A Last Chance For Survivors of St. Louis

Returned: The S.S. St. Louis ended up back in Europe with its cargo of German-Jewish refugees after a number of countries, including the United States, refused to allow the ship to dock.
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Returned: The S.S. St. Louis ended up back in Europe with its cargo of German-Jewish refugees after a number of countries, including the United States, refused to allow the ship to dock.

By JTA

Published December 09, 2009, issue of December 18, 2009.
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Seventy years after the S.S. St. Louis was turned away from the United States, the surviving passengers of the ill-fated voyage may be reuniting for the last time, near the place where their chance at freedom was denied.

Thirty-three of the 75 survivors — ranging in age from 71 to 91 and coming from more than two dozen American cities and Canada and Israel — are expected to assemble in Miami Beach for the reunion on December 13. They will sign a U.S. Senate proclamation issued earlier this year, marking the first time the United States officially acknowledged the suffering of those aboard the ship.

“It will be the last one,” said Herb Karliner, 83, of Aventura, Fla., about this reunion. “We’re getting smaller and smaller, and it’s difficult to organize.”

But his friend and fellow passenger, Phil Freund, 78, isn’t ready to say that yet.

“We treat each reunion as if it will be the last reunion — but there may be another one,” he said.

The story of the St. Louis is often recounted and lamented as a missed opportunity to save Jewish lives during the Holocaust.

Filled with more than 900 mostly Jewish refugees from Nazi Germany, the ship left Hamburg in May 1939 bound for Cuba. The Cuban government would take in only a handful of passengers, and the ship moved to South Florida, but the U.S. Coast Guard did not allow the St. Louis to dock.

Eventually the ship returned to Antwerp, Belgium, where 254 passengers — many of whom ended up in France and Belgium — died at the hands of the Nazis.

The signing of the Senate proclamation, sponsored by Senator Herb Kohl, a Wisconsin Democrat, will be freighted with meaning for the surviving passengers.

“It is symbolic,” Freund said. “The United States finally recognized that we weren’t treated right.”

Karliner said he was “very excited.”

The proclamation is “not strong enough,” he said, “but it’s better than nothing.”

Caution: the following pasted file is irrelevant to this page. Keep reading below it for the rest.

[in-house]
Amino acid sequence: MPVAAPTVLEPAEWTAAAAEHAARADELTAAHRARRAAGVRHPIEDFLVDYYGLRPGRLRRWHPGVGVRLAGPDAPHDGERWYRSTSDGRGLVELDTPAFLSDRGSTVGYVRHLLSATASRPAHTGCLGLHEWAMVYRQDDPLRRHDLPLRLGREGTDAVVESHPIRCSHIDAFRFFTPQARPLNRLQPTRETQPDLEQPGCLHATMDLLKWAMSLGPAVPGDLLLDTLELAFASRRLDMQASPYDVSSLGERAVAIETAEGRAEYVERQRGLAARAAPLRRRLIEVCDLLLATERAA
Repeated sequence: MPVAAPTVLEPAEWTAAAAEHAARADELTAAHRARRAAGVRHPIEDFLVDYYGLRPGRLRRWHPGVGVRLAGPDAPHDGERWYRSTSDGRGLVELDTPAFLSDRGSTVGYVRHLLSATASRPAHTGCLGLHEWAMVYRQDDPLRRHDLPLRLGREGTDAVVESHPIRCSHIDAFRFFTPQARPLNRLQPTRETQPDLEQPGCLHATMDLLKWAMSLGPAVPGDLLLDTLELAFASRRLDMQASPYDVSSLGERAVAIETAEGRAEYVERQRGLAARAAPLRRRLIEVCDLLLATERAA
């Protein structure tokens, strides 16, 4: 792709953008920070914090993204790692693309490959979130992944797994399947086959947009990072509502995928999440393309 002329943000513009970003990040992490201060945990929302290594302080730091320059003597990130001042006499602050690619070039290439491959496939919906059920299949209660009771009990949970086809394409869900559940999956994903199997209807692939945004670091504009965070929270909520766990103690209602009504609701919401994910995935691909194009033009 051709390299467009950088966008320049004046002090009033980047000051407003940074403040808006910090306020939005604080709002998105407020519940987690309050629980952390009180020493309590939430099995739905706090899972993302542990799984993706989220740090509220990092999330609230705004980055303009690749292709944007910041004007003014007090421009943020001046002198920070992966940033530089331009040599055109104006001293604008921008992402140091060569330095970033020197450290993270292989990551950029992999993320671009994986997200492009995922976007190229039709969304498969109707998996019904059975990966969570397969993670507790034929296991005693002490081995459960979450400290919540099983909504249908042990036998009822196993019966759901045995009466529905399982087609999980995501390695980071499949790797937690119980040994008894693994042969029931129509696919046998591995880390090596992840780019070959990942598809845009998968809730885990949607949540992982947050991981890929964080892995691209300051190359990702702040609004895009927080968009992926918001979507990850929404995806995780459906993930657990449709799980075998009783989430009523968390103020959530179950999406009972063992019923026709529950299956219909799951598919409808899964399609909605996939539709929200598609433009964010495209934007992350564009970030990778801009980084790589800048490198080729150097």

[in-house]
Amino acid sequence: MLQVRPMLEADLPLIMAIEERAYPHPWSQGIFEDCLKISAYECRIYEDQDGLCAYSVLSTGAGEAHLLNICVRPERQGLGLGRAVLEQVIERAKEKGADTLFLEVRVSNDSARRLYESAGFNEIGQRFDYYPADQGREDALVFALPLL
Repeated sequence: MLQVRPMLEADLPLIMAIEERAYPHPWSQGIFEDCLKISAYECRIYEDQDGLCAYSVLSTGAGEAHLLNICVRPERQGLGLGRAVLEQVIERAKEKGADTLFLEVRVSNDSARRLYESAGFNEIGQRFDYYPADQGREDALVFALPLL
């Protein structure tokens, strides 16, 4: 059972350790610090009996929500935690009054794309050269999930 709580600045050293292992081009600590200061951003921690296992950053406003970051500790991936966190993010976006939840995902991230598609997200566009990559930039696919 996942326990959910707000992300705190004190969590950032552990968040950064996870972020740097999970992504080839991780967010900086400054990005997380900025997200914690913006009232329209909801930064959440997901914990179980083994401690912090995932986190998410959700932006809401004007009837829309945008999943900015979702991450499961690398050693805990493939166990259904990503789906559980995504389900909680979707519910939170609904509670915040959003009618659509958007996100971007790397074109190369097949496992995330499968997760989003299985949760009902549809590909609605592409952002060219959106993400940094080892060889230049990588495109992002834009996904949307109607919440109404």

Representatives from the National Archives and Records Administration, the Israeli government, the United States Holocaust Memorial Museum and a number of Jewish organizations will be on hand to take the signed copies of the proclamation back to their respective headquarters.

The reunion is being sponsored by the National Foundation for Jewish Continuity, a new group based in Boca Raton, Fla., that was started by 44-year-old Howard Kaye and designed to promote Jewish identity and continuity through the arts.

Thus, another major part of the reunion will be a performance of a play titled “The Trial of Franklin D. Roosevelt.” The work is a mythical “trial” of Roosevelt for being “complicit in crimes against humanity” by turning away the St. Louis, said its playwright, Robert Krakow of Florida.

Six St. Louis passengers will serve as the “jurors” for the trial and present their own verdicts to the audience.

“It’s a completely historic and unique opportunity,” said Krakow, who worked with Kaye to organize the December 13 event. “We’ll hear the welling-up of 70 years of emotions.” Some 400 people are expected to attend the reunion, which will be open to the public, at the Eden Roc Renaissance Resort & Spa. Tickets cost from $200 to $500.

Kaye said he and Krakow hope an event like this — and its use of the arts — can inspire younger generations of Jews to realize the “sacrifices their ancestors made” and the “value of their Jewish birthright.”

People know the story of the St. Louis, he said, but “they don’t really know of it, the significance behind it.”

The significance, Karliner said, is that “it was the beginning of the Holocaust,” because once the ship returned to Europe, the Nazis realized that no one would care if European Jews were murdered.

Freund, who was 8 years old when he sailed on the St. Louis, remembers seeing the Coast Guard not allow the ship to dock and asking: “Why are they turning us away? Because we’re Jewish?”

While Karliner acknowledges that the time is coming when there will be no remaining St. Louis survivors to tell their stories, he is somewhat comforted by the fact that many passengers had their memories recorded by the Holocaust museum and Steven Spielberg’s Shoah Foundation.

And Krakow said he hopes that when the non-passengers attending the reunion hear the accounts, it will inspire them to keep the story alive and take pride in their heritage.

“It will certainly be my greatest hope,” he said, that it will create a sense of Jewish community and a “powerful communal spirit.”






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